All
Projects
Products
Events
Competitions
  1. ArchDaily
  2. Mayors

Mayors: The Latest Architecture and News

Why a City's Mayor Has To Be Its Chief Architect

09:30 - 4 November, 2016
Why a City's Mayor Has To Be Its Chief Architect, © <a href='https://commons.wikimedia.org/wiki/File:Miami_from_above.jpg'>Ron Reiring via Wikimedia</a> licensed under <a href='https://creativecommons.org/licenses/by/2.0/deed.en'>CC BY 2.0</a>
© Ron Reiring via Wikimedia licensed under CC BY 2.0

Elected in 2001, over eight years in office Miami's former mayor Manny Diaz oversaw one of the most dramatic urban transformations in the United States' history. Diaz was therefore invited to offer the opening remarks to the second day of the 2016 Design Matters Conference, presented by the Association of Architecture Organizations, which is currently taking place in the city. In his speech delivered at the Miami Center for Art and Design, Diaz explains how he developed the "Miami 21" zoning code to leverage the power of architecture and urban planning, ultimately turning Miami from a subject of jokes into one of the United States' most successful and admired cities. Below is an edited version of this speech.

Ron asked me to explain how a lawyer with no experience in elective office and with no training whatsoever in architecture, urban planning or city design ends up with land use and Miami 21 as the signature project of his administration.

reSITE 2016: 5th International Conference on a Hot Topic – “Cities in Migration”

12:00 - 9 June, 2016
reSITE 2016: 5th International Conference on a Hot Topic – “Cities in Migration”, reSITE Conference, Prague, Forum Karlin. Photo Dorota Velek
reSITE Conference, Prague, Forum Karlin. Photo Dorota Velek

On June 16-17, Prague will be hosting one of the leading architecture and urbanist events in Europe. Most of the 49 world renowned experts who will speak at reSITE 2016: Cities in Migration have experienced migration themselves. Coming from 20 countries, they will bring innovative solutions and successful strategies for European and Western cities to come to terms painlessly with the influx of new residents. Carl Weisbrod, Chairman of the City Planning Commission of NYC, Professor Saskia Sassen, sociologist at Columbia University, and Michael Kimmelman, the Architecture Critic for The New York Times will come from New York City. A huge number of speakers will come from Germany. Besides the famous landscape architect, Martin Rein-Cano from Topotek 1, Berlin, we will meet one of the city planner of Munich and the co-founders of the initiative “Refugees Welcome.”

Archiculture Interviews: Jess Zimbabwe

15:00 - 19 April, 2015

"We as a species assign value to people based on the environments we ask them to live in. And I think most people are worth more than a lot of the environments that we ask them to live, work, attend school and shop in."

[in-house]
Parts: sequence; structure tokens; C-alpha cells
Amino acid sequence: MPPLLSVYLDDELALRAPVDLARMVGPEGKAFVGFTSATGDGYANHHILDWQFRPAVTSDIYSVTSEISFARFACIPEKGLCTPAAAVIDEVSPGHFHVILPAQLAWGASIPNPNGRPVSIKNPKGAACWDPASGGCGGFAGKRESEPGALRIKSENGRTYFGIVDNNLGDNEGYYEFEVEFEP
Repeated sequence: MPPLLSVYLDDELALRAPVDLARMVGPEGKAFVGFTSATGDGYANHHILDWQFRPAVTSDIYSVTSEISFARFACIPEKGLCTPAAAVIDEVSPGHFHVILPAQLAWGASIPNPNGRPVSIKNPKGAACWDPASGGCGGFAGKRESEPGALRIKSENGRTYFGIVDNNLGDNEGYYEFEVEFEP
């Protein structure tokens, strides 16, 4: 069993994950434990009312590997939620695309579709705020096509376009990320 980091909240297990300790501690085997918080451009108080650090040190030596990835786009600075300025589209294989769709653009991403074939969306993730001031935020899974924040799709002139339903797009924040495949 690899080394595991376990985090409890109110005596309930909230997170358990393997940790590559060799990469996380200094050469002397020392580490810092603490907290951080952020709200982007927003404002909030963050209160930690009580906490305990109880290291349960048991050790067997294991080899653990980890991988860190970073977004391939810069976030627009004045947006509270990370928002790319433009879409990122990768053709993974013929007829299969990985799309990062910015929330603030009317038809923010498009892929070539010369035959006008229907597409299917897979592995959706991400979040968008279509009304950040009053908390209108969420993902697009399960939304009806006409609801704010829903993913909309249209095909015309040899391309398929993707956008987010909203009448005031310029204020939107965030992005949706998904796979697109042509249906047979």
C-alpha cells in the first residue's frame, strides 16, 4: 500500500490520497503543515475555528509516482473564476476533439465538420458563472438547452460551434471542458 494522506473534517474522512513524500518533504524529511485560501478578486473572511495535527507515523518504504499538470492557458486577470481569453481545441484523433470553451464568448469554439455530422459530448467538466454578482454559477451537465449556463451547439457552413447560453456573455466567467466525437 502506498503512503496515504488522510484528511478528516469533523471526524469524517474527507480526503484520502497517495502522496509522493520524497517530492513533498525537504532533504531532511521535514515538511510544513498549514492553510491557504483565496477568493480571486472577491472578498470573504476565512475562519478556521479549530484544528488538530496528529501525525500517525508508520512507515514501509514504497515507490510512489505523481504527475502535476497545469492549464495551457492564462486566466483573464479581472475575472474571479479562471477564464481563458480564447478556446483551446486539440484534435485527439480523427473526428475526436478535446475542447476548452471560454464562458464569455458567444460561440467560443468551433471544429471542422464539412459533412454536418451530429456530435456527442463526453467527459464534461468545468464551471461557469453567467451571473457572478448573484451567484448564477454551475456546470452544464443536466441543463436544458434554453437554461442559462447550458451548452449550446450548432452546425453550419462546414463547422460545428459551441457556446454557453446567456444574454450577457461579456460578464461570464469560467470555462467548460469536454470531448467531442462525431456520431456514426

Reinier de Graaf: Mayors Should Not Rule The World

01:00 - 2 October, 2014
Reinier de Graaf: Mayors Should Not Rule The World, London City Hall, centre of operations for Mayor Boris Johnson. Image © Flickr CC User alh1
London City Hall, centre of operations for Mayor Boris Johnson. Image © Flickr CC User alh1

This weekend, the first planning session of the Global Parliament of Mayors took place in Amsterdam: a platform for mayors from across the world, triggered by Benjamin Barber’s book: If Mayors Ruled the World: Dysfunctional Nations, Rising Cities.

In this book the current political system and its leaders is dismissed as dysfunctional. Defined by borders and with an inevitable focus on national interests, they are not an effective vehicle to govern a world defined by interdependence. Mayors, presiding over cities with their more open, networked structure and cosmopolitan demographics, so the book argues, could do it better.

It is of no surprise that this book has been welcomed by the same political class as the one it praises: mayors. As was apparent during the first planning session of the GPM: a conference about mayors, for mayors, attended by mayors, moderated by mayors and hosted by a mayor, all triggered by a book about mayors.

I recognize many of the book’s observations. Many mayors are impressive figures and time appears to be on their side. Nation states (particularly the large ones) have an increasingly hard time and, in the context of a process of globalization, cities, and particularly small city-states, increasingly emerge victorious. Cities have first-hand experience with many of the things that occur in globalization’s wake, such as immigration and cultural and religious diversity, and are generally less dogmatic and more practical in dealing with them.

So far so good.